Is this the equivalent on the Right of the mania for Obama on the Left in 2008?

Donald Trump, in my view, is not presidential material. First, his character precludes giving him the respect that is due any president. His massive ego, far more evident than in any other candidate (with the possible exception of Hillary Clinton), should, in itself, be a disqualifier.

Losers

Those who have spent so much time criticizing the moral character of the Clintons and Obama are now trumpeting Trump? How sad.

Then there’s his suspicious “conversion” to conservative beliefs, all, it seems, within the past few weeks as he decided to jump into the field as a Republican candidate. Has the collective memory of the conservative movement self-destructed?

My Record

For Trump, I get the feeling that winning the presidency is just another in a long line of trade deals.

Acquisitions

Consider this post a plea for conservatives to regain their political acumen based on true limited government philosophy and Biblical principles of character. Return from the wilderness, please, and reestablish your reputations as trusted sources for sound reasoning.

Trump? We Should Know Better

I will attempt today not to vent my frustration but to have a calm, rational post about Donald Trump. For the past six-plus years, I’ve been distressed with the foolishness of the American voter overall for putting Barack Obama in the White House. That distress is almost equaled by the possibility of Hillary Clinton returning to that address. Yet almost as frustrating is the boomlet for Trump among potential Republican primary voters.

You all should know better.

Trump’s meteoric rise in the polls is astounding, to be sure. When asked why they support him, many are saying it has nothing to do with the issues but merely admiration for someone who speaks his mind so boldly.

Nothing to do with the issues? Is that how Republicans display their political/governmental knowledge?

Supporting a candidate should be based on two things: where he/she stands on the issues; the character of the individual.

Trump is a new convert to all the “right” side of the issues for voters angry with the path this nation is on under Obama. As I noted in a previous post, he historically has been pro-abortion, in favor of a government-imposed healthcare, soft on illegal immigration, etc., etc.

On the character side of the ledger, his many divorces, his superficial Christianity (which is the same as a non-existent Christianity), his tendency to say whatever just happens to enter his brain, and his incessant boasting about his wealth and his intelligence should send warning signals to all. He reminds me of the central character in this old tale:

Humpty-Trumpty

When the fall comes, it will be disastrous.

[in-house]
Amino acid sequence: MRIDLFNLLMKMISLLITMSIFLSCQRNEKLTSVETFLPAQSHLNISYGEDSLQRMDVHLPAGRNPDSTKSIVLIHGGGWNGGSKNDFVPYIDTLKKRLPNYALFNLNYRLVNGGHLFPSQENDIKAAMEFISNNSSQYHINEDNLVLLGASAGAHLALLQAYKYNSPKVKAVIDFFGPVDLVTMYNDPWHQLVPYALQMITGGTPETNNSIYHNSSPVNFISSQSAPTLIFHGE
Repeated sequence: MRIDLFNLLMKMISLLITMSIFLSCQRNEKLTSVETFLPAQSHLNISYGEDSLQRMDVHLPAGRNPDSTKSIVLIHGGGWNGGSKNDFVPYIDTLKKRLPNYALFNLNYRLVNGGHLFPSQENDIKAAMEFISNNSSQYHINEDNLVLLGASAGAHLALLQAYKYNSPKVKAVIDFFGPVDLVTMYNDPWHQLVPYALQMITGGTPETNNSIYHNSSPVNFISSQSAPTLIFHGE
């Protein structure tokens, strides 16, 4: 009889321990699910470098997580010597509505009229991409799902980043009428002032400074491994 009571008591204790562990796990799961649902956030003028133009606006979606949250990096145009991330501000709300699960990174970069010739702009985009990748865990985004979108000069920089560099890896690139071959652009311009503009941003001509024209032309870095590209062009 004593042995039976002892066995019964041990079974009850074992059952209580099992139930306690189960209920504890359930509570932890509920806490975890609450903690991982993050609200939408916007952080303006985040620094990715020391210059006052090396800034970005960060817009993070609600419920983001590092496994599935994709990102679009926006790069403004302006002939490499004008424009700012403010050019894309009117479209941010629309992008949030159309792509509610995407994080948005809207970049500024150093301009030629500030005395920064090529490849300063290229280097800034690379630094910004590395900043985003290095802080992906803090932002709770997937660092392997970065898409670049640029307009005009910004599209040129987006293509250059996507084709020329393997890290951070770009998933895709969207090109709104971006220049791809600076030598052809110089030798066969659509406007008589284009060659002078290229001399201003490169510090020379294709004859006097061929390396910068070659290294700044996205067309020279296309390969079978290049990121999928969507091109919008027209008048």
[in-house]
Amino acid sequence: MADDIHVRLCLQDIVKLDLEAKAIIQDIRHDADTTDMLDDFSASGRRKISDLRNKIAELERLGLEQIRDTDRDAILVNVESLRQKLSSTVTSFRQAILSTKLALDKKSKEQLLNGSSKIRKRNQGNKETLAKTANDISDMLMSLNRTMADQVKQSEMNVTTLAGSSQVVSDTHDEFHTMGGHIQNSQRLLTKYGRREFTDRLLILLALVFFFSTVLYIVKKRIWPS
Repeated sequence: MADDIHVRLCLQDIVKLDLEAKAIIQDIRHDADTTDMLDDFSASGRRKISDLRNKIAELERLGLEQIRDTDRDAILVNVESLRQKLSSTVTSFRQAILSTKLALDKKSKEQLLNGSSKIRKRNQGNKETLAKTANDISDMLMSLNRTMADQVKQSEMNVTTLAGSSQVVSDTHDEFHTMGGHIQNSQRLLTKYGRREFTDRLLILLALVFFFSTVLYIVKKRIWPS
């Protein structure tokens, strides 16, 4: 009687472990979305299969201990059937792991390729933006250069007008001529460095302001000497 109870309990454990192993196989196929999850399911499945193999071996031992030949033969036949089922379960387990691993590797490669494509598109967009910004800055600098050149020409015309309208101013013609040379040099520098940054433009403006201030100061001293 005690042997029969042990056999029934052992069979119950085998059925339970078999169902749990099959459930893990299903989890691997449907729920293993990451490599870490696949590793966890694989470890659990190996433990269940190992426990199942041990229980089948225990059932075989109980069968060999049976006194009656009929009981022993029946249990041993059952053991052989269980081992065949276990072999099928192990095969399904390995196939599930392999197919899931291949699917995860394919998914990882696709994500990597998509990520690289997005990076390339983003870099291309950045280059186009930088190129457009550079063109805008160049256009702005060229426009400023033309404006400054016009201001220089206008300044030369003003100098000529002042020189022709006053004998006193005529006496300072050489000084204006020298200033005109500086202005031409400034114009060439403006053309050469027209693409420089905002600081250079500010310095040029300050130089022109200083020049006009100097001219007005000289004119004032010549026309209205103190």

I’m particularly distressed over evangelical Christians rushing to Trump’s side. Where is the discernment that is sorely needed for this upcoming historic election? Bruce Jenner (yes, I’m still using his real name because he is still a man regardless of his protestations to the contrary) says he is a Republican. Does that mean those of us who take Scripture seriously should look the other way because that puts him “on our side”?

Dream Ticket

A dream? No, more like a nightmare.

Then there’s Trump’s not-so-subtle insinuation that he had better get this nomination or else:

Be Nice to Me

If that should happen, we will have to endure another four to eight years of radicalism in the White House.

I sincerely hope the Republican electorate awakes from its stupor and begins to see more clearly. The outrage over the Obama years and the weak Republican leadership in Congress should not drive us to commit intellectual suicide. Voting primarily on emotion will be our downfall.

The Trump Factor

Donald TrumpYes, I must write about Donald Trump. He’s become such a controversial figure that I have no choice. One wing of Republicans seem to view him as the straight-talking savior they’ve been waiting for, while a broad swath of Republicans deem him the out-of-control candidate that is going to ruin everything. Which group is closer to the truth?

I hoped Trump would not jump into the presidential race. When he took the plunge, I didn’t anticipate he would do so well in the polls. So it’s crucial to know Trump’s character and where he stands on issues, both past and present.

He created a stir with the announcement of his candidacy when he attacked the government’s policies (or lack thereof) on illegal immigration. Most of the country agrees with the anger he expressed over that issue. Critics pointed, though, to his choice of words when speaking of Mexico; they said he was painting a broad brush and stereotyping.

This past weekend, new controversy ensued when, at a forum in Iowa that included most of the Republican candidates, he commented that John McCain was not all that much of a hero for suffering torture during the Vietnam War. He said he preferred people who didn’t get captured, thereby seeming to denigrate not only McCain for having been captured, but all prisoners of war.

Got My Vote

The furor over this has been high-pitched, and may I say, rightly so. One doesn’t have to particularly appreciate McCain’s record as a senator to feel this was a low blow at someone who did suffer significantly during that war. He didn’t choose to be a prisoner of war; he didn’t become one because he was a “loser,” which was the impression Trump gave.

Trump is hitting a nerve with some Republicans who are angry with Obama and fed up with the lackluster performance of a Republican party that controls the Congress and could be setting a stronger agenda. Trump is their outlet.

To jump on the Trump bandwagon is a big blunder for Republicans.

Let’s start with what he really believes. Talk about evolving—he is the champion in that sphere.